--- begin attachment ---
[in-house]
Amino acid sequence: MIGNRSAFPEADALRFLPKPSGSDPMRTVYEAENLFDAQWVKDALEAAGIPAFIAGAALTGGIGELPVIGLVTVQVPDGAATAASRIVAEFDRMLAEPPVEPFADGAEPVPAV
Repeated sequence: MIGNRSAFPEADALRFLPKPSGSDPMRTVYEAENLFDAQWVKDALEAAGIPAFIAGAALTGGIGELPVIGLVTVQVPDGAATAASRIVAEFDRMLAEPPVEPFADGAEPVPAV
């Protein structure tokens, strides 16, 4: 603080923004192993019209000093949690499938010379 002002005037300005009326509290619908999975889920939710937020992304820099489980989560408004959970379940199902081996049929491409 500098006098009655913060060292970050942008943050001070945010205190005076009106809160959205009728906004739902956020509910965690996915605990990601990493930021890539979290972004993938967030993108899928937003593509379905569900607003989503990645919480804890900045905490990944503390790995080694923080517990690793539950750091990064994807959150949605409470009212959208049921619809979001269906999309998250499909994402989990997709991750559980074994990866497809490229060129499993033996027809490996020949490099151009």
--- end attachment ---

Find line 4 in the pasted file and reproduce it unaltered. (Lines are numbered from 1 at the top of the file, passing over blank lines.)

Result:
């Protein structure tokens, strides 16, 4: 603080923004192993019209000093949690499938010379 002002005037300005009326509290619908999975889920939710937020992304820099489980989560408004959970379940199902081996049929491409 500098006098009655913060060292970050942008943050001070945010205190005076009106809160959205009728906004739902956020509910965690996915605990990601990493930021890539979290972004993938967030993108899928937003593509379905569900607003989503990645919480804890900045905490990944503390790995080694923080517990690793539950750091990064994807959150949605409470009212959208049921619809979001269906999309998250499909994402989990997709991750559980074994990866497809490229060129499993033996027809490996020949490099151009």